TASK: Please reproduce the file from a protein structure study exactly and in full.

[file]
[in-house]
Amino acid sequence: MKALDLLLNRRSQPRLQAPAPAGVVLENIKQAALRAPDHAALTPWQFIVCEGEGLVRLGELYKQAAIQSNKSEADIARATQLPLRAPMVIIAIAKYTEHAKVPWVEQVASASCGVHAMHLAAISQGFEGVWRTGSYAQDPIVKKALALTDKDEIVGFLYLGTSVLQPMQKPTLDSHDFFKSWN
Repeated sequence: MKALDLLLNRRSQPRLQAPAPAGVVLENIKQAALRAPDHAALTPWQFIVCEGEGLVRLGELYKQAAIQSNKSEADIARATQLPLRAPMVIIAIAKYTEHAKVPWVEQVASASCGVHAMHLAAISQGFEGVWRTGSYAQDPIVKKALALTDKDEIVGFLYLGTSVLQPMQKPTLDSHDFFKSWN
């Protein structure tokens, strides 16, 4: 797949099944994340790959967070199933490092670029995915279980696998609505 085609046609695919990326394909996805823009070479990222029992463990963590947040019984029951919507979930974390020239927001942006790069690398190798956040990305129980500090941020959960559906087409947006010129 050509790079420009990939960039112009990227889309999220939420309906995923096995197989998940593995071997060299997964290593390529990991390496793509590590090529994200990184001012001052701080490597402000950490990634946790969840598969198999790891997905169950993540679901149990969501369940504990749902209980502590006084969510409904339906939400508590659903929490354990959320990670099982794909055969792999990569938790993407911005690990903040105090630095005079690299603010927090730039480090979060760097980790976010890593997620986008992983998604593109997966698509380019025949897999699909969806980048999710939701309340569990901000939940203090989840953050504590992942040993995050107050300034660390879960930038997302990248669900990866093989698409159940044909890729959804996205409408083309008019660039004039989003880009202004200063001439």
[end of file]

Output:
[in-house]
Amino acid sequence: MKALDLLLNRRSQPRLQAPAPAGVVLENIKQAALRAPDHAALTPWQFIVCEGEGLVRLGELYKQAAIQSNKSEADIARATQLPLRAPMVIIAIAKYTEHAKVPWVEQVASASCGVHAMHLAAISQGFEGVWRTGSYAQDPIVKKALALTDKDEIVGFLYLGTSVLQPMQKPTLDSHDFFKSWN
Repeated sequence: MKALDLLLNRRSQPRLQAPAPAGVVLENIKQAALRAPDHAALTPWQFIVCEGEGLVRLGELYKQAAIQSNKSEADIARATQLPLRAPMVIIAIAKYTEHAKVPWVEQVASASCGVHAMHLAAISQGFEGVWRTGSYAQDPIVKKALALTDKDEIVGFLYLGTSVLQPMQKPTLDSHDFFKSWN
């Protein structure tokens, strides 16, 4: 797949099944994340790959967070199933490092670029995915279980696998609505 085609046609695919990326394909996805823009070479990222029992463990963590947040019984029951919507979930974390020239927001942006790069690398190798956040990305129980500090941020959960559906087409947006010129 050509790079420009990939960039112009990227889309999220939420309906995923096995197989998940593995071997060299997964290593390529990991390496793509590590090529994200990184001012001052701080490597402000950490990634946790969840598969198999790891997905169950993540679901149990969501369940504990749902209980502590006084969510409904339906939400508590659903929490354990959320990670099982794909055969792999990569938790993407911005690990903040105090630095005079690299603010927090730039480090979060760097980790976010890593997620986008992983998604593109997966698509380019025949897999699909969806980048999710939701309340569990901000939940203090989840953050504590992942040993995050107050300034660390879960930038997302990248669900990866093989698409159940044909890729959804996205409408083309008019660039004039989003880009202004200063001439």